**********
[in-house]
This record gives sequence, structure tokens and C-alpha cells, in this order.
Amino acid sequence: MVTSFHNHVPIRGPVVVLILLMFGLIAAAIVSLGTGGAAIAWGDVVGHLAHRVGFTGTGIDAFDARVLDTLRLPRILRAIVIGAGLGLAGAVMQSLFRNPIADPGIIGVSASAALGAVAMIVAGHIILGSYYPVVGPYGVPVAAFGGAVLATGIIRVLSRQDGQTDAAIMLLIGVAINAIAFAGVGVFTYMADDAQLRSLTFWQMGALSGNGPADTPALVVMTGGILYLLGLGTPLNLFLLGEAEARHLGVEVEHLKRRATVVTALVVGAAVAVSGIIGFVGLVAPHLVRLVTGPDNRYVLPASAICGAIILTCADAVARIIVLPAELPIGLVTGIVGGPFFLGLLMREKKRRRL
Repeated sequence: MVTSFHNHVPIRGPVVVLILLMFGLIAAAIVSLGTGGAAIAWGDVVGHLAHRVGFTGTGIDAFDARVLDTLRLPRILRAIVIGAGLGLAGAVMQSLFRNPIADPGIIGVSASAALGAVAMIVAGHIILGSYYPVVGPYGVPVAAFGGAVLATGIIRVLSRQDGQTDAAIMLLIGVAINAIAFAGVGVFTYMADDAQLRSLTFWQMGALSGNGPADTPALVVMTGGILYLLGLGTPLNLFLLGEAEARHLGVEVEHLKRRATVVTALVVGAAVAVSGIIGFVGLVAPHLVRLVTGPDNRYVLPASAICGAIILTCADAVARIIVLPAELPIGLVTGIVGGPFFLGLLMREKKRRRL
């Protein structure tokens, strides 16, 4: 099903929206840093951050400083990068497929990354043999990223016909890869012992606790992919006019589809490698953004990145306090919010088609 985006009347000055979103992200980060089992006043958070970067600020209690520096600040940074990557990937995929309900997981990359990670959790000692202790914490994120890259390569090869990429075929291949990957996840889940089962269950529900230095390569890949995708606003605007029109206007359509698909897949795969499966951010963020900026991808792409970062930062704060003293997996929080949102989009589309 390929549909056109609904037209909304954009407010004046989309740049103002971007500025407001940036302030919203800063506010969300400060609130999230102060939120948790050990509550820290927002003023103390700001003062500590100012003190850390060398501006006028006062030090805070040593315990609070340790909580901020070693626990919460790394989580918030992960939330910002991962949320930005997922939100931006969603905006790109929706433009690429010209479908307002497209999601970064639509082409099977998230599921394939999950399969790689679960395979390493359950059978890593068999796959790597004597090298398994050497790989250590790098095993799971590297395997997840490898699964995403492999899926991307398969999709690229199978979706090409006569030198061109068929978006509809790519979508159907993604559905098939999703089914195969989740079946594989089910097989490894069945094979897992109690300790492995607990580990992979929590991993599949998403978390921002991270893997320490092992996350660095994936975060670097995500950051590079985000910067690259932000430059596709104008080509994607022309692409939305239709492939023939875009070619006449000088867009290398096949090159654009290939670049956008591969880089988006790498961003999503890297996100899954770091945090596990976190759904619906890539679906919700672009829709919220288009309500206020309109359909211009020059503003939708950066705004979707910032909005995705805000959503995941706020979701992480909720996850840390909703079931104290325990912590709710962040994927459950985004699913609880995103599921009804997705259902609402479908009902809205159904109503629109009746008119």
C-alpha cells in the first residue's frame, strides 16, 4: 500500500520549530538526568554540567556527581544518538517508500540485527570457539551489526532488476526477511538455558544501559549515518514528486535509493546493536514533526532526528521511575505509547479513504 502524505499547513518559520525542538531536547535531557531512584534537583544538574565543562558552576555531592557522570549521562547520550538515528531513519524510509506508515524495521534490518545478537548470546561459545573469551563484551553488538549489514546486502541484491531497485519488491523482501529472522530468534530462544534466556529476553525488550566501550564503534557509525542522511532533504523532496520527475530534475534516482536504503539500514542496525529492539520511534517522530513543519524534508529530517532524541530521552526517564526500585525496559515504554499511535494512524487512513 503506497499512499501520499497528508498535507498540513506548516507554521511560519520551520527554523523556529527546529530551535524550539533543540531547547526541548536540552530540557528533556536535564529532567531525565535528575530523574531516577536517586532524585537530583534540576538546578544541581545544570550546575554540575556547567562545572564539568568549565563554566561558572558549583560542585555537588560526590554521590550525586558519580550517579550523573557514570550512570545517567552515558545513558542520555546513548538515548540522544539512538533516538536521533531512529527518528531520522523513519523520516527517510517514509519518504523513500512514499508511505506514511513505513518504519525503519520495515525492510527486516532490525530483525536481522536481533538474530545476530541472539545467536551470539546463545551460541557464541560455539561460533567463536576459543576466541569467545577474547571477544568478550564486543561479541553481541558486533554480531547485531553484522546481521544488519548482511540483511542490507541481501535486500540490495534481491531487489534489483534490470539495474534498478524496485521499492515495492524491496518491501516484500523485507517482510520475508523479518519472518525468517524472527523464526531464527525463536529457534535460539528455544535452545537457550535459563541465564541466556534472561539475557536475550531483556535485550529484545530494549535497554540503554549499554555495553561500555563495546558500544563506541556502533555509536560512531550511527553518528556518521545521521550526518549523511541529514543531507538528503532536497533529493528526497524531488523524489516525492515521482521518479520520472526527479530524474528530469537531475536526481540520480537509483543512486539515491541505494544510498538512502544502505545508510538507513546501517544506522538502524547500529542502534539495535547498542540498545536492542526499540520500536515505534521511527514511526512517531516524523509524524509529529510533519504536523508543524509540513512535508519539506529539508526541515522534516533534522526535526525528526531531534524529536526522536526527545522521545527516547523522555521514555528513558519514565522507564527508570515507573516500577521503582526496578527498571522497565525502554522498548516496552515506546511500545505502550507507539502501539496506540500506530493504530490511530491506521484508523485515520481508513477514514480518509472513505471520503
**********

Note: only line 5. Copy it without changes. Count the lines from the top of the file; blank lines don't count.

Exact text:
């Protein structure tokens, strides 16, 4: 099903929206840093951050400083990068497929990354043999990223016909890869012992606790992919006019589809490698953004990145306090919010088609 985006009347000055979103992200980060089992006043958070970067600020209690520096600040940074990557990937995929309900997981990359990670959790000692202790914490994120890259390569090869990429075929291949990957996840889940089962269950529900230095390569890949995708606003605007029109206007359509698909897949795969499966951010963020900026991808792409970062930062704060003293997996929080949102989009589309 390929549909056109609904037209909304954009407010004046989309740049103002971007500025407001940036302030919203800063506010969300400060609130999230102060939120948790050990509550820290927002003023103390700001003062500590100012003190850390060398501006006028006062030090805070040593315990609070340790909580901020070693626990919460790394989580918030992960939330910002991962949320930005997922939100931006969603905006790109929706433009690429010209479908307002497209999601970064639509082409099977998230599921394939999950399969790689679960395979390493359950059978890593068999796959790597004597090298398994050497790989250590790098095993799971590297395997997840490898699964995403492999899926991307398969999709690229199978979706090409006569030198061109068929978006509809790519979508159907993604559905098939999703089914195969989740079946594989089910097989490894069945094979897992109690300790492995607990580990992979929590991993599949998403978390921002991270893997320490092992996350660095994936975060670097995500950051590079985000910067690259932000430059596709104008080509994607022309692409939305239709492939023939875009070619006449000088867009290398096949090159654009290939670049956008591969880089988006790498961003999503890297996100899954770091945090596990976190759904619906890539679906919700672009829709919220288009309500206020309109359909211009020059503003939708950066705004979707910032909005995705805000959503995941706020979701992480909720996850840390909703079931104290325990912590709710962040994927459950985004699913609880995103599921009804997705259902609402479908009902809205159904109503629109009746008119």